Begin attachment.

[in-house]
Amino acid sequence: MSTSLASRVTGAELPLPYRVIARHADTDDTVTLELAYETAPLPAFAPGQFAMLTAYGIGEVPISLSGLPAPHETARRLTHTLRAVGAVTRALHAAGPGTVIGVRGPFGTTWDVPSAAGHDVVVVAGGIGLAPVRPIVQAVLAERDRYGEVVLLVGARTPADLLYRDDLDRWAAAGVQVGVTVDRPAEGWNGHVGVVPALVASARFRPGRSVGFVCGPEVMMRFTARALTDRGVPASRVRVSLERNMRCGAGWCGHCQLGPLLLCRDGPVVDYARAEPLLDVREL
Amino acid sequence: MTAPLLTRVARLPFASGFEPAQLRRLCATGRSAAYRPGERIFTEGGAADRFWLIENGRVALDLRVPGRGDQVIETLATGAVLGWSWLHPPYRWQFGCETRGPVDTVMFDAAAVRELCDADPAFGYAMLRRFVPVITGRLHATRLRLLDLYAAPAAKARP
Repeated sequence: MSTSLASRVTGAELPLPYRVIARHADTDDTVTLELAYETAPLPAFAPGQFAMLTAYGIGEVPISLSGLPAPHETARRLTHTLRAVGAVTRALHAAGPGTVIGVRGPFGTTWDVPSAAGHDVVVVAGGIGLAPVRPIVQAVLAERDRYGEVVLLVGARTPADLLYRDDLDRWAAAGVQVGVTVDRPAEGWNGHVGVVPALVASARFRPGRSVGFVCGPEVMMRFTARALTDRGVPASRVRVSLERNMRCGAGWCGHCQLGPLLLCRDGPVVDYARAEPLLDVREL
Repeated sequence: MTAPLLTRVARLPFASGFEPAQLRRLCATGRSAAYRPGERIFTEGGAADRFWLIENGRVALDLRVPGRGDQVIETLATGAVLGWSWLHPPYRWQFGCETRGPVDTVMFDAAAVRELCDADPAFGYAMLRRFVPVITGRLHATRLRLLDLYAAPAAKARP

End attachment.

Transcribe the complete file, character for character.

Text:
[in-house]
Amino acid sequence: MSTSLASRVTGAELPLPYRVIARHADTDDTVTLELAYETAPLPAFAPGQFAMLTAYGIGEVPISLSGLPAPHETARRLTHTLRAVGAVTRALHAAGPGTVIGVRGPFGTTWDVPSAAGHDVVVVAGGIGLAPVRPIVQAVLAERDRYGEVVLLVGARTPADLLYRDDLDRWAAAGVQVGVTVDRPAEGWNGHVGVVPALVASARFRPGRSVGFVCGPEVMMRFTARALTDRGVPASRVRVSLERNMRCGAGWCGHCQLGPLLLCRDGPVVDYARAEPLLDVREL
Amino acid sequence: MTAPLLTRVARLPFASGFEPAQLRRLCATGRSAAYRPGERIFTEGGAADRFWLIENGRVALDLRVPGRGDQVIETLATGAVLGWSWLHPPYRWQFGCETRGPVDTVMFDAAAVRELCDADPAFGYAMLRRFVPVITGRLHATRLRLLDLYAAPAAKARP
Repeated sequence: MSTSLASRVTGAELPLPYRVIARHADTDDTVTLELAYETAPLPAFAPGQFAMLTAYGIGEVPISLSGLPAPHETARRLTHTLRAVGAVTRALHAAGPGTVIGVRGPFGTTWDVPSAAGHDVVVVAGGIGLAPVRPIVQAVLAERDRYGEVVLLVGARTPADLLYRDDLDRWAAAGVQVGVTVDRPAEGWNGHVGVVPALVASARFRPGRSVGFVCGPEVMMRFTARALTDRGVPASRVRVSLERNMRCGAGWCGHCQLGPLLLCRDGPVVDYARAEPLLDVREL
Repeated sequence: MTAPLLTRVARLPFASGFEPAQLRRLCATGRSAAYRPGERIFTEGGAADRFWLIENGRVALDLRVPGRGDQVIETLATGAVLGWSWLHPPYRWQFGCETRGPVDTVMFDAAAVRELCDADPAFGYAMLRRFVPVITGRLHATRLRLLDLYAAPAAKARP